MEDICINE AND SCIENCE IN SPORTS AND EXERCISE
Copyright 10 1992 by the American College of sports Medicine
Vol. 24, No.1
Printed In U.S.A.
LETTERS TO THE EDITOR-IN-CHIEF
Drs. Robbins and Gouw hav e chosen to raise the
issue of the conflict of interest policies of the Journal
and imply that the Journal should police letters written
to the Editor-in-Chief. In the Informa tion for A uthors
section of this issue of the Journal, the " conflict of
i nterest" regarding published peer reviewed manuscripts
has been addressed after receiving editorial board
approv al and reflects a y ear-long rev iew of the policy. I
reject Drs. Robbins and Gouw' s expectation that the
Editor-in-Chief should impose this policy on letters to
Historically, I have had to respond to a letter of
complaint from Robbins and Gouw c onc erni ng one of
their rejected manusc ripts. I n this complaint they a lso
raised t he issue of c onflic t of in te rest by t he rev iew ers,
as being the reason for the rejecti on of the ir manus cript,
even though they w ere bli nd as to whom the rev ie wers
were. Neither Drs. F re deri ck or C av anagh were reviewers
on the re jected manusc ript. Furthermore, I rev iew ed
their conc erns regarding t he ir manusc ript a nd found
thei r charges of conflict of i ntere st t o be unf ounded.
Clearly, these two l etters need to be r ead with a
critical ey e to the sci ence bei ng dis cuss ed, and one needs
to ref rain from bein g draw n into pers onal differe nce s.
I c an assur e the reader s that the se two le tters will be the
only ones publis hed o n the issues raised by Drs. Frederick
Dr. Steven Robbins has been republishing the same
editorial seasoned with a pinch of new data for the last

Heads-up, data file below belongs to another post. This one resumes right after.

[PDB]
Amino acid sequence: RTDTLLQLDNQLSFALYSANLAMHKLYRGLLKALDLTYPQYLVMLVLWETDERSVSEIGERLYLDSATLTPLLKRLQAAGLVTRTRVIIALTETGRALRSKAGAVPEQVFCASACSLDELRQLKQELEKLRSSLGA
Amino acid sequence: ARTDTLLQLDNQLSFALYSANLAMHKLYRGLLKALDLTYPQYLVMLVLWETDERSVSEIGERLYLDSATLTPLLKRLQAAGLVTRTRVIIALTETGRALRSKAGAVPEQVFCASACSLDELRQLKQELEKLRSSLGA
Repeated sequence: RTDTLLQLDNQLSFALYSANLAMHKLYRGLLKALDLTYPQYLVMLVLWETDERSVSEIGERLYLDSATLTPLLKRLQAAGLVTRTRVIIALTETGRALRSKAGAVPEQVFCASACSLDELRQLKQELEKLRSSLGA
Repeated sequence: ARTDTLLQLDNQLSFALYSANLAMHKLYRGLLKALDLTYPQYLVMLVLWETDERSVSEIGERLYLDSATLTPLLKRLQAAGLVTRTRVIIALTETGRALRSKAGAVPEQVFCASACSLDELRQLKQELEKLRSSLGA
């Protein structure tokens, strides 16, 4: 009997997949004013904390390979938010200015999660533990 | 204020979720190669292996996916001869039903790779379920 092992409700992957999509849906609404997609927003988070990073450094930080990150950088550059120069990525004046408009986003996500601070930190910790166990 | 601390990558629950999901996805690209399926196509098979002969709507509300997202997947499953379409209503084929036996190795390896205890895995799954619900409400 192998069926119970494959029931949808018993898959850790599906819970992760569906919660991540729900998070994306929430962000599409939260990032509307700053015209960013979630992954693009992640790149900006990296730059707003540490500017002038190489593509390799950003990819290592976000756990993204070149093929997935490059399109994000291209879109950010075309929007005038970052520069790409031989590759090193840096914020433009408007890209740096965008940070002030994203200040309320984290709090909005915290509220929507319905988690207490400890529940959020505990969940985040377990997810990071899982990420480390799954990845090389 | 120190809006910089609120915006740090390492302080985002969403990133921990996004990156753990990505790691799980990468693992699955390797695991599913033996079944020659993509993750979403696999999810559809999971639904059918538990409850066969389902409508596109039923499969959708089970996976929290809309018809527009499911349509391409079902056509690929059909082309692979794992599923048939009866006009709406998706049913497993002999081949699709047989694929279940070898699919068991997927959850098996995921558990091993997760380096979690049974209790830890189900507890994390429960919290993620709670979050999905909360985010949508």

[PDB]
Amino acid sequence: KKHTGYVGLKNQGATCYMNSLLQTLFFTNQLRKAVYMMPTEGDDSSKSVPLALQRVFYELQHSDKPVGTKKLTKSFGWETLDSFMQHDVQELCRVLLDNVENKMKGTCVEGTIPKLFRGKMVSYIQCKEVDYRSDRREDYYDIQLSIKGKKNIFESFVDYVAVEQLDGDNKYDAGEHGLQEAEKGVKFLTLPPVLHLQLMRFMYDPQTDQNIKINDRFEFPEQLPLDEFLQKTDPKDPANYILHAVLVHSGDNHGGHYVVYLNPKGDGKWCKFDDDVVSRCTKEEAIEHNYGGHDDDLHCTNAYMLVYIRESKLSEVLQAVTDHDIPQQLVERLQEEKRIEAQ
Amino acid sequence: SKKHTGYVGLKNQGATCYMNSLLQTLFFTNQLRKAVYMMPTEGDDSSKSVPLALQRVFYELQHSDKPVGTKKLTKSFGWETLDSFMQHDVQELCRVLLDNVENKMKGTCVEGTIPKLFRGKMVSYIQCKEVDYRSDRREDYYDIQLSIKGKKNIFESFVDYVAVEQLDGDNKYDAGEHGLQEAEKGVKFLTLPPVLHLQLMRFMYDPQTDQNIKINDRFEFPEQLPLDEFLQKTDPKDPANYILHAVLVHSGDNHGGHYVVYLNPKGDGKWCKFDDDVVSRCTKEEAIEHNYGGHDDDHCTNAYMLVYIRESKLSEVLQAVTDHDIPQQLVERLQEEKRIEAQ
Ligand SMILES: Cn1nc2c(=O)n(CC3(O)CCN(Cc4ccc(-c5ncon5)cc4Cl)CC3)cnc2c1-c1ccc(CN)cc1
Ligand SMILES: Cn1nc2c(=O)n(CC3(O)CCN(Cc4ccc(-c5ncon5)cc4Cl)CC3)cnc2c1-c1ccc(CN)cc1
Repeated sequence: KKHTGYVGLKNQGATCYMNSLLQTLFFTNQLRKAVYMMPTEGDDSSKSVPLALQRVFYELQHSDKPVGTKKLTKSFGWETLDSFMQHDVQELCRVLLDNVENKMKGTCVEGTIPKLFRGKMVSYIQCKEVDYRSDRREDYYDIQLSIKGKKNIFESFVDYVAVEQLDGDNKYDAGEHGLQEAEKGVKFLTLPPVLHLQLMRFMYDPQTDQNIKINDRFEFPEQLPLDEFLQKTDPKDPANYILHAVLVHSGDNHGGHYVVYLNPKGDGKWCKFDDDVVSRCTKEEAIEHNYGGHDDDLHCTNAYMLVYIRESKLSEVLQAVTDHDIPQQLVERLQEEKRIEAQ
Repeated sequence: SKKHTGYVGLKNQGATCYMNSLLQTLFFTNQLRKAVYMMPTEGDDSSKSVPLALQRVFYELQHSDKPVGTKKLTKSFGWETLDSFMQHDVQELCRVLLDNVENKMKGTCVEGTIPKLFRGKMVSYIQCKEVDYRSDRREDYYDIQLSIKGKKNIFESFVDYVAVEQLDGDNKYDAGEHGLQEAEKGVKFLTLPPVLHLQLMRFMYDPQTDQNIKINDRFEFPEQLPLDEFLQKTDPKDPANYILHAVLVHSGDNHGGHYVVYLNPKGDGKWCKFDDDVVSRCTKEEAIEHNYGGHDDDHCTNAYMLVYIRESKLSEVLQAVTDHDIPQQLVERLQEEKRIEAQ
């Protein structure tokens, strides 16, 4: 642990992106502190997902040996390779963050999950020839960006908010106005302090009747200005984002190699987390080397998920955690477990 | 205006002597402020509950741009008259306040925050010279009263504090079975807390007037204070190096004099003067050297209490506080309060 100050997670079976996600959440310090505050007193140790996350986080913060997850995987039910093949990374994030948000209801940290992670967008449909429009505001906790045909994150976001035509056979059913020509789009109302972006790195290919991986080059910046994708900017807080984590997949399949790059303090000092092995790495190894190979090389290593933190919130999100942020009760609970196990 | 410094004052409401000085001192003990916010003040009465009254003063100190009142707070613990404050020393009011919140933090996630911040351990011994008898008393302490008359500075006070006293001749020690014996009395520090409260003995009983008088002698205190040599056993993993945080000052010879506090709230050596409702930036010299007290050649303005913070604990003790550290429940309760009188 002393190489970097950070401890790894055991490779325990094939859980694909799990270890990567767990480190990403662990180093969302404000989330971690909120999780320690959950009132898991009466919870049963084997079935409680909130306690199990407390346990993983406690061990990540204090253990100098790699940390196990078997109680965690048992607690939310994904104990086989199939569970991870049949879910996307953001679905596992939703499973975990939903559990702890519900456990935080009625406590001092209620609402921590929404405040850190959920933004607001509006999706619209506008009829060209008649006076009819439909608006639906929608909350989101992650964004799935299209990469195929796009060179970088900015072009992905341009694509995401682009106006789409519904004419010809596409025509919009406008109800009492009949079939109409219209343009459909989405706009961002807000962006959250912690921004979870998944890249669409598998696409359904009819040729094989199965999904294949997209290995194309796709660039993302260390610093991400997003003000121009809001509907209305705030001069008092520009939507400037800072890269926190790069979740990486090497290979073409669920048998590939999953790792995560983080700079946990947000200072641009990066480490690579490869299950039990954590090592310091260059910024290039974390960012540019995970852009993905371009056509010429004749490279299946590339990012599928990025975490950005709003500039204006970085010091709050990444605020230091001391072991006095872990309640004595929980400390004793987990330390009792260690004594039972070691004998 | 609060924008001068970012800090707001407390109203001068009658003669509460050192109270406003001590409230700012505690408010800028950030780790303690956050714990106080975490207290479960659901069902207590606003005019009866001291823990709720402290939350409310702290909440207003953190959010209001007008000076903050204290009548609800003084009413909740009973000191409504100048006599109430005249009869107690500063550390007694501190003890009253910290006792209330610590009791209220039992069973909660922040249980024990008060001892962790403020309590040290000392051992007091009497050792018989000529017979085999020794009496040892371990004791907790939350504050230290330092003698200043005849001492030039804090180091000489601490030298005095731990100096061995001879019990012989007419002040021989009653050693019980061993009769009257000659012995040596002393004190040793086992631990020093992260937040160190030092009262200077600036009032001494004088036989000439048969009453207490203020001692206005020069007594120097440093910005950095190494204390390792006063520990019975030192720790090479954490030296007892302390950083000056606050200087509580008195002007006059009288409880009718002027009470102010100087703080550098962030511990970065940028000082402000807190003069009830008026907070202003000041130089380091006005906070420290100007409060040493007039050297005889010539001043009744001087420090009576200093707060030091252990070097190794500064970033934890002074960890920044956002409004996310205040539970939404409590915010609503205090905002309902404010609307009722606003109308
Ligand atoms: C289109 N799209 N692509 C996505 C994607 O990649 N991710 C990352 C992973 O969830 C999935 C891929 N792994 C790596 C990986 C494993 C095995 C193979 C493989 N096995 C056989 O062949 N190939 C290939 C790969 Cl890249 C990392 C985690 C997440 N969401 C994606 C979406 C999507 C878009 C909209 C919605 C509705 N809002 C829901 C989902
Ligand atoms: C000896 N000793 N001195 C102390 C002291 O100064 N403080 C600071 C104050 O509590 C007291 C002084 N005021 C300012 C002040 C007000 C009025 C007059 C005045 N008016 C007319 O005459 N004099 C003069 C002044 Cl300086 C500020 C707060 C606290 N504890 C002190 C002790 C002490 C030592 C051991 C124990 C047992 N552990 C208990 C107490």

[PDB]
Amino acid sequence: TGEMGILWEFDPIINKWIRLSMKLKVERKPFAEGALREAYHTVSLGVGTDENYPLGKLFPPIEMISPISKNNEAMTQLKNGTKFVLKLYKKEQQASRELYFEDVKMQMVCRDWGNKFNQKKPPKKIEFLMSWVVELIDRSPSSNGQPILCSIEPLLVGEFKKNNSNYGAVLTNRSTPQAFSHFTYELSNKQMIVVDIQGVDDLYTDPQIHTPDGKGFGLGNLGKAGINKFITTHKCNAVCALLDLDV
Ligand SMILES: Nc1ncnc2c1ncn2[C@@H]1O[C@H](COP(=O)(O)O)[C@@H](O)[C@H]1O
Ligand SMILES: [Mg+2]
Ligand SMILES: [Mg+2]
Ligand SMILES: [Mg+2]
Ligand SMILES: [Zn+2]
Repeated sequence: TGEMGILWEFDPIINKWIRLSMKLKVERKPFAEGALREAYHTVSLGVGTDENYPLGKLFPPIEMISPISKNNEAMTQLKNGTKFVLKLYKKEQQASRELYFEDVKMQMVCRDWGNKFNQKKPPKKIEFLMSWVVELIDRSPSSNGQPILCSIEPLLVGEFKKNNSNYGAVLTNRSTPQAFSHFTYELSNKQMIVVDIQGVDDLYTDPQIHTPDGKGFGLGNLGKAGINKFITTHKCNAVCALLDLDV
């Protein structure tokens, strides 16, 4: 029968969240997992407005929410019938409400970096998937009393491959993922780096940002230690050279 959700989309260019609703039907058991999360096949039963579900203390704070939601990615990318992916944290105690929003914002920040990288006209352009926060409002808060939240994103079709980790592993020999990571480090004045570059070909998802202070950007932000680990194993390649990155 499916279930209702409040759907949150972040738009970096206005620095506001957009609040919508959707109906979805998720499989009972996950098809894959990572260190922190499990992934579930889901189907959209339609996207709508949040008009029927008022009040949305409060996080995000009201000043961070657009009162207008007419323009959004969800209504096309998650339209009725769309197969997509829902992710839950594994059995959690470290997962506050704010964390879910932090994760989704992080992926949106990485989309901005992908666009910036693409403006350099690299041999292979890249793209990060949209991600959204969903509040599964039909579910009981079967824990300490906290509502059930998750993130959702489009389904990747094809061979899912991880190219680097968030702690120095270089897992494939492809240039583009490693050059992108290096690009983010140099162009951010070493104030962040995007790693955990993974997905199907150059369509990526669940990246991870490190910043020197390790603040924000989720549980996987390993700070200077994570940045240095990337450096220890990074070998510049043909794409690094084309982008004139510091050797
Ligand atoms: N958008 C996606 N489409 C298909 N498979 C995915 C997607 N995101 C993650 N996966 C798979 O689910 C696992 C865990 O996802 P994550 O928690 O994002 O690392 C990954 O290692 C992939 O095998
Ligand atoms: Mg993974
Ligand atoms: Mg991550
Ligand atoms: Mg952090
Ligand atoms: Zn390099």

several years, and we are distressed to see y et another
appearance in MSSE CMSSE 23:2 17, 1991). Dr. Robbins'
main contention is that sport shoes affect the
pattern of movement in a way that is unsafe. He
presents data showing the effect of shoe sole materials
on the mechanics of mov ement. Although Robbins
wishes to extrapolate his data to actual running, his
results are collected in a laboratory setting that involves
contrived quasi-static movements and atypical limb
postures rather than actual studies of runni ng mechanics.
Further t o the poin t. Dr. Robbins' arguments re st
heavily on the notion that informati on from cutaneous
receptors are the only data that the body uses to monitor
potentially damaging ;)trC ;);)CT5.his assertion is untenable
and unproven. These facts combine d with the inappropriate
kinetics used in Robbins' c xpcr ime nte conspires
to make his results of limite d use in an understanding
of running mecnamcs, or any other vlaorous
Some runner snectnc technical Ilmitat ions we o bserved
of which we fed y our reade rs should be aware.
The spec ification of me chanical inputs in units of kg.
crr r ? is misle ading. This is presumably the pressure in
the authors' pneumatic actuators and is certainly not
the pressure applied to any part of the body . To q uote
these figures in the abst ract is meanin gless since the
result of s uch an input is s pecifi c to t he re searcher' s
apparatus. Thi s confusion seems to persist as the authors
go on t o ex trapolate about possible vertical loads
in r unni ng of 1.03 kg- cm" . T he pla ntar pressures
duri ng actual run ning are at least 10 time s this v alue
when measured on the bare foo t. T here is also some thing
peculiar about the straight lines in Figure 4 and
the das hed ext rapolations into load ra nges "s ee n in
The opening line of the discus sion is a blatant misstatement:
"This experiment relates pla ntar lo ad during
locomotion and jump ing and plantar discomfort w hen
shod and unshod." It does nothing of the ki nd.
Despite the limited usefulness of his data, researcbers
like us, who study footwear biomechanics, ar e generally
intrigued by many of Dr. Robbi ns ob serv ations about
footwear-induced kinematic changes, bUI we s trongly
disagree w ith his as se rtion tha t sport shoes hav e been
shown to be unsafe, or less injurious than barefoot
It is impor ta nt to point out that his conclucion that
wear ing ehoee i s " unsafe" is not base d on hi s own data,
but is largely bncsd on ~ selective and rather c areless